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Gambling, Gaming & Technology Use Community of Interest

The Gambling, Gaming & Technology Use Community of Interest brings together addiction and mental health service providers, researchers and subject matter experts in the fields of gambling, technology/Internet use and video gaming to collaborate and share knowledge on emerging trends and clinical best practices.

  • In 2021 China imposed restrictions on video game play for under 18’s, 1 hour of play Fri, Sat, and Sun between 8pm and 9pm. An intervention China said was required to “pull the plug on a growing addiction”, gaming once described as “spiritual opium”. Has this been helpful, should other countries adopt this strategy?

  • In China gaming companies are required to have Real-name verification systems in place, as well as face recognition systems when suspicious game play outside of the 1 hr is suspected (under 18’s using guardian logins to access more game time). Should other countries have stricter safety measures such as this?

  • China has increased frequency and intensity of inspections for online gaming companies to help ensure time limits and anti-addiction systems are in place
Original Post

An article titled, "Draconian policy measures are unlikely to prevent disordered gaming from the Journal of Behavioural Addictions sheds some light on this and I think it's a good read. From the article:

"Videogame play is normal for children worldwide, and like other leisure activities can lead to benefits for the majority and problems for a minority. Problematic or disordered play results from the interaction of multiple risk factors that are not addressed by draconian policy measures. Identifying these factors through stakeholder-engaged research and current evidence will be much more likely to succeed in preventing disordered gaming and promoting youth wellbeing."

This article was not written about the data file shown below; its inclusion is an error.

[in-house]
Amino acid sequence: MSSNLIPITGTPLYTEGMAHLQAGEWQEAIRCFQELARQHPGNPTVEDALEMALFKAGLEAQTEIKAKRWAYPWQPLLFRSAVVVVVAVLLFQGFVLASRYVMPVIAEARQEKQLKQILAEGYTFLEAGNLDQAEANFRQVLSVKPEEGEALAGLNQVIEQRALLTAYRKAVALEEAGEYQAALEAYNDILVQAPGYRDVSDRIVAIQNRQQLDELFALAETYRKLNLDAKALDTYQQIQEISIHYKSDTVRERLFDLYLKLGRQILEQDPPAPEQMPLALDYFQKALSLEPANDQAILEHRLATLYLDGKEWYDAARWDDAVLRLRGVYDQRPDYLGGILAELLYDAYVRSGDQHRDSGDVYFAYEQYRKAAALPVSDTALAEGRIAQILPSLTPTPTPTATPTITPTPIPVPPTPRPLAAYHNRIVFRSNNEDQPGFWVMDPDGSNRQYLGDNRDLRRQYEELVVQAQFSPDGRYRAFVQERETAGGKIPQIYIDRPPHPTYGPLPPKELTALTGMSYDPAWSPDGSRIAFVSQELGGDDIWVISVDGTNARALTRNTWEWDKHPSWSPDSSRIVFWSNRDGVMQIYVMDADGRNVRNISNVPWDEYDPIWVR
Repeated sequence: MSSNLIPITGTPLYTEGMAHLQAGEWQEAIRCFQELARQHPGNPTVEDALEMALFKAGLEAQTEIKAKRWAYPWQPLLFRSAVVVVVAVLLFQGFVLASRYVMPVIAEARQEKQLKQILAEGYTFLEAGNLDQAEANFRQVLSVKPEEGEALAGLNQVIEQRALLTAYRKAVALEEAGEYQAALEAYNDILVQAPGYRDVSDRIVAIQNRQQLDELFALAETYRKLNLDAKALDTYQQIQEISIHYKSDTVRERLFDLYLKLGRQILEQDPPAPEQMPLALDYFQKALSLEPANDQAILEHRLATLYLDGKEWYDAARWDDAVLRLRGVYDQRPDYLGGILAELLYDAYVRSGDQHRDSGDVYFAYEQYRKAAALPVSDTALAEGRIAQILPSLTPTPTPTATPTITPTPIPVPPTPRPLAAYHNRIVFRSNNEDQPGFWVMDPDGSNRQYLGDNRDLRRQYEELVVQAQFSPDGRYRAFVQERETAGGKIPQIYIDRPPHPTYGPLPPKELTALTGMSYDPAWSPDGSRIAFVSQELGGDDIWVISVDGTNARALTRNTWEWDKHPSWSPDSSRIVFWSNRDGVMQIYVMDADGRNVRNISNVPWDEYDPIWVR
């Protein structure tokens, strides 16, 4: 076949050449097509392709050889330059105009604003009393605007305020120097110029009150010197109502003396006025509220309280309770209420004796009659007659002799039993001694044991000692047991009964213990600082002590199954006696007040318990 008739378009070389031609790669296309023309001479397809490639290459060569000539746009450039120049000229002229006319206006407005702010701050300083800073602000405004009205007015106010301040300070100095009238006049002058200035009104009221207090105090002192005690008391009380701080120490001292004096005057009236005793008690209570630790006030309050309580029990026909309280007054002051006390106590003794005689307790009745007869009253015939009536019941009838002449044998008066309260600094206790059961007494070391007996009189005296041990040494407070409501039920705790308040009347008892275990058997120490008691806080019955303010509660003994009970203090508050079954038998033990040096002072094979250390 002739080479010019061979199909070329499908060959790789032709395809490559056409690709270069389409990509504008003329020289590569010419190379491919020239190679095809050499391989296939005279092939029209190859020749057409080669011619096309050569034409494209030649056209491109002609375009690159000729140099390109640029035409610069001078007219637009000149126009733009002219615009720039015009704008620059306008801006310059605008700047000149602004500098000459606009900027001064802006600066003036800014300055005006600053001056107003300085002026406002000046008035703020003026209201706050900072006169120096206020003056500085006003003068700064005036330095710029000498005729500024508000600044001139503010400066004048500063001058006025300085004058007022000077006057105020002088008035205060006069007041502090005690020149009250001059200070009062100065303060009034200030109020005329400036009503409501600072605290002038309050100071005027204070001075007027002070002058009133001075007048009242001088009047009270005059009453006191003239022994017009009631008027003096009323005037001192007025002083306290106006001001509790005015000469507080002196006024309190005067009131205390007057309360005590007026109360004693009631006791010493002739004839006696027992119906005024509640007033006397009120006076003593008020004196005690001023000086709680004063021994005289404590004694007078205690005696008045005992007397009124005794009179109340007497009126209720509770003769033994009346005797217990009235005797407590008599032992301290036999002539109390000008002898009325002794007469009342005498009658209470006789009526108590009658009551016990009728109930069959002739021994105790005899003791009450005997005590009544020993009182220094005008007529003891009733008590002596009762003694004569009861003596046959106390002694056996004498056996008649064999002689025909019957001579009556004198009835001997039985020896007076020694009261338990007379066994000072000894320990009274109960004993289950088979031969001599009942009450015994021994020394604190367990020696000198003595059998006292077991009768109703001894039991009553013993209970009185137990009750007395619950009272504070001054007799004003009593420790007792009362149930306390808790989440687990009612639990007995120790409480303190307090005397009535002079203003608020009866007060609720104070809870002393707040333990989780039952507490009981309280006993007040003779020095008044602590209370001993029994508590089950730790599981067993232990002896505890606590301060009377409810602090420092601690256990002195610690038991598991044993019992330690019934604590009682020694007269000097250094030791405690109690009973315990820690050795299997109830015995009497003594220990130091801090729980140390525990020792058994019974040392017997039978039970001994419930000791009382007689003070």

I think that these policies may actually have backfire effects, as it decreases access for younger individuals without them developing self-regulation skills of playing that they might learn more naturally without restrictions. By removing access to games so heavily, it might increase the perceived value of games which makes it a bigger problem for the population that are more prone to problems in the first place. I think policy related to teaching kids regulation skills (including regulating ones own gaming) can be applied more widely to a host of different problems, would be less paternalistic and have fewer potential backfire effects.

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